There was only one thing I wish this book had more of: Qui-Gon. He’s in a few scenes, and there was a ton of Obi-Wan contemplating the rocky start to his relationship with his master. However, Qui-Gon was missing from most of the book. I’m not gonna lie. I was a bit disappointed that the two of them didn’t go on this adventure together, but I’m not sure it would have worked out the same way or had the necessary impact on Obi-Wan if they had been together. So, I get why he was absent, but now I really want another story of the two of them together.
In conclusion, this was a fun coming-of-age romp where Obi-Wan had to find the balance within himself to overcome his fear of failing at the Jedi path. It had an interesting setting and compelling themes, but it didn’t quite give me everything I wanted from an Obi-Wan padawan story. Therefore, I rate this book 4 out of 5 stars.
Hello, everyone! Today I’m reviewing The Undertaking of Hart and Mercy by Megan Bannen. This book will be published in exactly one month. So, be sure to add it to your calendars because you won’t want to miss it!Read More »
Hello, everyone! Today I’m reviewing the audiobook of The Book Eaters by Sunyi Dean, which was narrated by Katie Erich.Read More »
Hello, everyone! Today I’m reviewing The Daughter of Doctor Moreau by Silvia Moreno-Garcia. I enjoyed my first book by this author when I read The Beautiful Ones last year. So, I’ve been looking forward to diving back into some more of Moreno-Garcia’s beautiful prose. Here’s what I thought of her new book!Read More »
Hello, everyone! Today I’m reviewing Ymir by Rich Larson. It was just released on Tuesday. So, if it sounds like something you’d be into, go pick it up!Read More »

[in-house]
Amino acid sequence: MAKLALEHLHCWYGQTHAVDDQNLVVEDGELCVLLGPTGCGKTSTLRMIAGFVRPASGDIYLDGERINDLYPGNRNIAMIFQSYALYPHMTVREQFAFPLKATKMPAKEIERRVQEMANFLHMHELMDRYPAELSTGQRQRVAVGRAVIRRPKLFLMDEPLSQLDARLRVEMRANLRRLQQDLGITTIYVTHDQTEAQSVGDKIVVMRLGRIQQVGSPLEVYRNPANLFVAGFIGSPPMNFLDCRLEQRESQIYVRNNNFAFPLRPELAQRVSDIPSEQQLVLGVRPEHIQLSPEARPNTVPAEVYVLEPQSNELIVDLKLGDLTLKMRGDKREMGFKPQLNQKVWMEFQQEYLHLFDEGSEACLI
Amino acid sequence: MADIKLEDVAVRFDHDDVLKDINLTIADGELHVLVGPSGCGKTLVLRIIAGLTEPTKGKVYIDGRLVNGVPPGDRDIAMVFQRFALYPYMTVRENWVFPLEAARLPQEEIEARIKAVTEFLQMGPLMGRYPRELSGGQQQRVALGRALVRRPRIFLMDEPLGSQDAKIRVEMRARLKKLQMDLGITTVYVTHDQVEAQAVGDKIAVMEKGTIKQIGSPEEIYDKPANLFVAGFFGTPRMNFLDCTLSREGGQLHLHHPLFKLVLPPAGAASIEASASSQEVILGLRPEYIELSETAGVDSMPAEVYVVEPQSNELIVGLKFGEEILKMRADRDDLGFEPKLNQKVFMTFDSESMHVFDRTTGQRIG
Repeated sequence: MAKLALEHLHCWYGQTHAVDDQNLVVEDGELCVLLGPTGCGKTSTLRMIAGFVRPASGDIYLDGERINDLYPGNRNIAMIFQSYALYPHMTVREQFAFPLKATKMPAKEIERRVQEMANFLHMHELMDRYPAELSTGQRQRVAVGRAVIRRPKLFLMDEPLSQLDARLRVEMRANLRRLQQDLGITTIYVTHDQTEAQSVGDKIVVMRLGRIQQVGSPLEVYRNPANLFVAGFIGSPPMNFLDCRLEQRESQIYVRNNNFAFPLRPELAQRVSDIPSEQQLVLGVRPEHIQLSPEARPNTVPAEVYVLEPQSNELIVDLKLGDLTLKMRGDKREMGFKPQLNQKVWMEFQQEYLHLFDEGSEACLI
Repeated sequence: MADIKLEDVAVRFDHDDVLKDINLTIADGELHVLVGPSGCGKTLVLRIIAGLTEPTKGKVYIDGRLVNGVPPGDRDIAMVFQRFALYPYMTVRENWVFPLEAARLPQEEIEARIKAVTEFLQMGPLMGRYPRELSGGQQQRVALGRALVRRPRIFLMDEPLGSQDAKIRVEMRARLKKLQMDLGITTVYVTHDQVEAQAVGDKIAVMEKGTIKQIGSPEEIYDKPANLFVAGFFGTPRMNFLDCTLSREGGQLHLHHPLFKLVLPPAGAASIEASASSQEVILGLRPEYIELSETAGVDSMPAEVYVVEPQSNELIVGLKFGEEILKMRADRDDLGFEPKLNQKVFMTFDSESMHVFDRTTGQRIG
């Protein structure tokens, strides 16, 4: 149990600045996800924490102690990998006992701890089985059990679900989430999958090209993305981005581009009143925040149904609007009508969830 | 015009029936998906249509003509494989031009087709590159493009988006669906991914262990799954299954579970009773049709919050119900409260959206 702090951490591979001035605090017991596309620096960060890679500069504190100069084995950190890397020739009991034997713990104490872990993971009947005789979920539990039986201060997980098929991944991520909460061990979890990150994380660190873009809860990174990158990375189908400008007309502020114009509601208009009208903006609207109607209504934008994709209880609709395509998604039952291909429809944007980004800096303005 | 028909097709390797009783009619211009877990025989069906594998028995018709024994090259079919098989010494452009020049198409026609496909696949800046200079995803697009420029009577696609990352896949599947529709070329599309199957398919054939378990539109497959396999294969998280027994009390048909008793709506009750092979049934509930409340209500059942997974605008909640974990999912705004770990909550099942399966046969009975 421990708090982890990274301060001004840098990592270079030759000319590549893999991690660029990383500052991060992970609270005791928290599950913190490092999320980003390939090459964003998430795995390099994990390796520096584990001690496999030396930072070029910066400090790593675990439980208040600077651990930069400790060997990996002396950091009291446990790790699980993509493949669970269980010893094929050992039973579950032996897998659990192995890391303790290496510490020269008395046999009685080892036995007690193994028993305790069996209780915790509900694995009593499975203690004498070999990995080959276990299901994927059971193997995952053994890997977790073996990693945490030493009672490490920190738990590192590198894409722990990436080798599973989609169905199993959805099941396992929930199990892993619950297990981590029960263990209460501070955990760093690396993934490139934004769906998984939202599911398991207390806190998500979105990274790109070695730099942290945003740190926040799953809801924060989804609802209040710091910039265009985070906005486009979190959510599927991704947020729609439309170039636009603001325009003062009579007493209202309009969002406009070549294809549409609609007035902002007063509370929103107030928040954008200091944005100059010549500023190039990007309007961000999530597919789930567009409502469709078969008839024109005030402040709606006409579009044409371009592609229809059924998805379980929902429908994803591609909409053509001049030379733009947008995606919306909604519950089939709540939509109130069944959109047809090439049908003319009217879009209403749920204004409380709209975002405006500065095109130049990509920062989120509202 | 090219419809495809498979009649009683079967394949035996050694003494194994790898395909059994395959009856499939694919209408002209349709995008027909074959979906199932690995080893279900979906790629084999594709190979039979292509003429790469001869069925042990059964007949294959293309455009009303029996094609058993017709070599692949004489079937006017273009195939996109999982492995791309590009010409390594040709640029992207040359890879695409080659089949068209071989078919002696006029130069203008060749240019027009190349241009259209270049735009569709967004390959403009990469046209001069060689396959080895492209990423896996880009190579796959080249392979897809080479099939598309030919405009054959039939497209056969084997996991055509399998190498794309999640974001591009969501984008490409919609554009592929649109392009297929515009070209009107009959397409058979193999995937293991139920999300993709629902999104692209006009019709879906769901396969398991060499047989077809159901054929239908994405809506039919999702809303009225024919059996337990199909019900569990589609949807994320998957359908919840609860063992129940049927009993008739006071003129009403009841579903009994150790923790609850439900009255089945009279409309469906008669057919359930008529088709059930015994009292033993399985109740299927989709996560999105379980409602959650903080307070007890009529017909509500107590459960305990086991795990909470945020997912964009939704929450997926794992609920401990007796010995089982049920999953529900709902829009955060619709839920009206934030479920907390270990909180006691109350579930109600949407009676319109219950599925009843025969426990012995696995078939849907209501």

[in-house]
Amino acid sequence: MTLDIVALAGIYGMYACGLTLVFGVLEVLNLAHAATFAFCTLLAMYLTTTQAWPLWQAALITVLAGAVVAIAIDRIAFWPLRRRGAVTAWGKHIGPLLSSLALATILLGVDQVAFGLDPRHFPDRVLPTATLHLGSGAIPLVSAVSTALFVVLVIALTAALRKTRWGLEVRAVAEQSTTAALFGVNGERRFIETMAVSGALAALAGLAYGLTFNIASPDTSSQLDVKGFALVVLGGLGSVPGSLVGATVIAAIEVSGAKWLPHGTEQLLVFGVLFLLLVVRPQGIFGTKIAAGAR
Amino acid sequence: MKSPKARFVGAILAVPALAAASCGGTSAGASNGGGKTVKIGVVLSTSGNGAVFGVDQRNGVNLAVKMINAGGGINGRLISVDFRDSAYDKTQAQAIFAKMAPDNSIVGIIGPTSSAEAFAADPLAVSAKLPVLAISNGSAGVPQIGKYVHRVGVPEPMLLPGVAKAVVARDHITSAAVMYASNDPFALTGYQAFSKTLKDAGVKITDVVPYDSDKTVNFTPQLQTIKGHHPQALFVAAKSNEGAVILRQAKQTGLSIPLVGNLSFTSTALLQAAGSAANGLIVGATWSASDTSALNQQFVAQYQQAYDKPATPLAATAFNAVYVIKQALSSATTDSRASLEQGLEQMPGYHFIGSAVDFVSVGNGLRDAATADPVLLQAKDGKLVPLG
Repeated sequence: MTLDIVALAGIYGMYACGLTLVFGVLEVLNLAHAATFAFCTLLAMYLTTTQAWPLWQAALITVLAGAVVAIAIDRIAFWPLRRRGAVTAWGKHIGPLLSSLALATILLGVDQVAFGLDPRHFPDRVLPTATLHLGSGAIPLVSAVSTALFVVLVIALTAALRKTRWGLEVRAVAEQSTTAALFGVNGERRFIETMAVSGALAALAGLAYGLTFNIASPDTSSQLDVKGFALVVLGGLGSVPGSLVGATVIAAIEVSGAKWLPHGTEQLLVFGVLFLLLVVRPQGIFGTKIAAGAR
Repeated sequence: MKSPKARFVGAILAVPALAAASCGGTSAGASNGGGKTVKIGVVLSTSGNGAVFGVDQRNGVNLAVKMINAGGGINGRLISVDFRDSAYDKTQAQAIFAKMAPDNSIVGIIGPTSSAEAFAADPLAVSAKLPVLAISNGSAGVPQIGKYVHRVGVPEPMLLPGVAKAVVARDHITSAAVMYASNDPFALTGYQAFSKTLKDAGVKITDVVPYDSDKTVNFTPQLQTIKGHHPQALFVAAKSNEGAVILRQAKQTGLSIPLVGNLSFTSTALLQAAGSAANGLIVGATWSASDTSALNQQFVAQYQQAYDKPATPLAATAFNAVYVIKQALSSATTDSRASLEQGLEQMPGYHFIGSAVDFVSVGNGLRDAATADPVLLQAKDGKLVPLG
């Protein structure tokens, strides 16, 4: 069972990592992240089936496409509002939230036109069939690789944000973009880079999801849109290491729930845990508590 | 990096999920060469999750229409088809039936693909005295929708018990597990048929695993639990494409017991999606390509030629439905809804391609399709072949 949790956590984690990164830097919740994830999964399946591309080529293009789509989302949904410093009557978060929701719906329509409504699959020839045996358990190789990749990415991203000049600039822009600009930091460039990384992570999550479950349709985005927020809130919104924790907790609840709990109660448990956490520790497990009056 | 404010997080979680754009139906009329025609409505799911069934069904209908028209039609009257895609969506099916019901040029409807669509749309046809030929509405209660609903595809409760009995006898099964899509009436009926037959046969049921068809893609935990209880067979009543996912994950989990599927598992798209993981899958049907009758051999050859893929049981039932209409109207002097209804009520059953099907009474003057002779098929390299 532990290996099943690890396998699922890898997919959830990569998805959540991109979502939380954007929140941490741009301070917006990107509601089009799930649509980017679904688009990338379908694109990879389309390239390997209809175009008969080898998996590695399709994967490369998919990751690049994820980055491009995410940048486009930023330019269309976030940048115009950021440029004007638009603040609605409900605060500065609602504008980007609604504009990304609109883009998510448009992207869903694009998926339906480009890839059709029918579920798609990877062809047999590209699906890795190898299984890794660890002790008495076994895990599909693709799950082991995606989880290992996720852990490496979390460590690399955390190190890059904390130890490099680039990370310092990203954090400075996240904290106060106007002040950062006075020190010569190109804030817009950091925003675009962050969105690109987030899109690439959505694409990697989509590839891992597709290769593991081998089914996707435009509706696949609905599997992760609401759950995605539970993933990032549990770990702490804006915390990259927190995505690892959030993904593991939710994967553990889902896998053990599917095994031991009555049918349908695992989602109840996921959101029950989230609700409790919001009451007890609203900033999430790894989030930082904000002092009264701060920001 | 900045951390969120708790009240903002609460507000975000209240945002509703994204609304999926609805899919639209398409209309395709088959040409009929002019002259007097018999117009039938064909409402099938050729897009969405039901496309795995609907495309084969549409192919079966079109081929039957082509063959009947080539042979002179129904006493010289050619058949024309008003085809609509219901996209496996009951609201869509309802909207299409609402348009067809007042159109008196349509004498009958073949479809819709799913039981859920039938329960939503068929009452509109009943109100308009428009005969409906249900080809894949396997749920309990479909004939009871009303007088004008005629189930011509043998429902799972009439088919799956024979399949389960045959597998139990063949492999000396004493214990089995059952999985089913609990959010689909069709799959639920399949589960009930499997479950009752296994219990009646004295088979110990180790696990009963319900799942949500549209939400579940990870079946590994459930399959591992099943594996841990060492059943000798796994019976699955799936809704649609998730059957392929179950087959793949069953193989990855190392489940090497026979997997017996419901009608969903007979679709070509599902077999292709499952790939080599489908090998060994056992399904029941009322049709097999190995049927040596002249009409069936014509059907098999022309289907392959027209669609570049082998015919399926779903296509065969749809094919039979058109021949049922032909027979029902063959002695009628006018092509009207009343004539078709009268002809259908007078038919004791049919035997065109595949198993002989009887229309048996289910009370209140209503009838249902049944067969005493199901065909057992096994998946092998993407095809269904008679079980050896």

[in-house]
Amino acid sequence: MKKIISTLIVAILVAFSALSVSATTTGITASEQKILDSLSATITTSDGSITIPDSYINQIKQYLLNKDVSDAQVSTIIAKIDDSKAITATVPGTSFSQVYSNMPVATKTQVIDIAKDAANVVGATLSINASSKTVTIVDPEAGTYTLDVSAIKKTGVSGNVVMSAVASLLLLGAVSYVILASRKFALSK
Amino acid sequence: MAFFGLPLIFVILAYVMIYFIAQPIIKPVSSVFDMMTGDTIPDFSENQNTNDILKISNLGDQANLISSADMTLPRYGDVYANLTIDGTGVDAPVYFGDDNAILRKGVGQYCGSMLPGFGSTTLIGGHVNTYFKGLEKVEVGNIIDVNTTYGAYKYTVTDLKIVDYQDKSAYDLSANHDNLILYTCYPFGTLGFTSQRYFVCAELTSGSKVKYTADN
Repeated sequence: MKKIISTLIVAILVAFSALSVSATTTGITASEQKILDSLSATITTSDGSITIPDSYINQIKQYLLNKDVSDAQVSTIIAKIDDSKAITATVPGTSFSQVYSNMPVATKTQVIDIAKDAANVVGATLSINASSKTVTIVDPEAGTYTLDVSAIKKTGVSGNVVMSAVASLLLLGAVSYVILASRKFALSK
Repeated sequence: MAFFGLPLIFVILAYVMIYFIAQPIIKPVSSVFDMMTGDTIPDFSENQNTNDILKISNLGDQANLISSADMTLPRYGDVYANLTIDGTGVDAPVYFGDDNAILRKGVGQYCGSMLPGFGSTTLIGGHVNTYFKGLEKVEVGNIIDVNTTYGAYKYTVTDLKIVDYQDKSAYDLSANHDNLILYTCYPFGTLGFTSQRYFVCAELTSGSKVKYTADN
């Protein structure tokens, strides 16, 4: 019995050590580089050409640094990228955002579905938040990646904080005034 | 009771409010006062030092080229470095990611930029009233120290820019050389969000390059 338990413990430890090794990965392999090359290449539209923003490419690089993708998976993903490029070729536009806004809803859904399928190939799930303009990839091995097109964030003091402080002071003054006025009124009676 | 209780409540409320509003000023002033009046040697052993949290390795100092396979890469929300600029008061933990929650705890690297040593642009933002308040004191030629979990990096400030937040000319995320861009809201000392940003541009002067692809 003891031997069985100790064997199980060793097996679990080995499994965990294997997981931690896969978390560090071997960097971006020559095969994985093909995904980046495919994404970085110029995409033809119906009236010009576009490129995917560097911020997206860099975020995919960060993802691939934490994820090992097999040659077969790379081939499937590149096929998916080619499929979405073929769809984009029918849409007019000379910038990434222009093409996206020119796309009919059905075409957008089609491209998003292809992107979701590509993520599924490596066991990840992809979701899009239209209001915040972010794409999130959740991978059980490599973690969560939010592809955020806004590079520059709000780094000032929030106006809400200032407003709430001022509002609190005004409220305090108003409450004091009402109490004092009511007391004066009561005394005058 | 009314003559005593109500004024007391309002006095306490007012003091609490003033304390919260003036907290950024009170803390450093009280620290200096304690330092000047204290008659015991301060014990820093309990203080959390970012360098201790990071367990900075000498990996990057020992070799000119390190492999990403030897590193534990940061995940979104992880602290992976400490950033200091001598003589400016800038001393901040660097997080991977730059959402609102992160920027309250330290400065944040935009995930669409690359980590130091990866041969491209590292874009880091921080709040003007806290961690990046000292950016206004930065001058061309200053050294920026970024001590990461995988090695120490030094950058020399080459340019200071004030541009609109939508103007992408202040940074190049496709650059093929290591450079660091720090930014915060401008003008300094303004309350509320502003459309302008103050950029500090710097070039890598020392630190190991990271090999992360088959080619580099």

Hello, everyone! Today I’m reviewing Daughter of Redwinter by Ed McDonald. I’ve had a streak of disappointing reads recently, but this book broke it! So, I’m excited to be sharing my thoughts about this one.
Those who see the dead soon join them.
From the author of the critically-acclaimed Blackwing trilogy comes Ed McDonald’s Daughter of Redwinter, the first of a brilliant fantasy series about how one choice can change a universe.
Raine can see–and more importantly, speak–to the dead. It’s a wretched gift with a death sentence that has her doing many dubious things to save her skin. Seeking refuge with a deluded cult is her latest bad, survival-related decision. But her rare act of kindness–rescuing an injured woman in the snow–is even worse.
Because the woman has escaped from Redwinter, the fortress-monastery of the Draoihn, warrior magicians who answer to no king and who will stop at nothing to retrieve what she’s stolen. A battle, a betrayal, and a horrific revelation forces Raine to enter Redwinter. It becomes clear that her ability might save an entire nation.
Pity she might have to die for that to happen…
***Thank you to NetGalley and Tor Books for providing a copy of the book. My review contains my honest thoughts about my reading experience.***
Daughter of Redwinter had it all: magic, mystery, philosophy, relevant social/political commentary, and a hint of romance. It truly had everything I like to see whenever I read a fantasy book. The writing was excellent with brilliant descriptions, engaging dialogue, and a steady pace that kept me hooked from the very first chapter. The plot had plenty of twist and turns, and even though I figured some of the twists out in advance of the reveals, the book was written in such a way that I kept second-guessing myself, which kept the reading experience exciting and fun.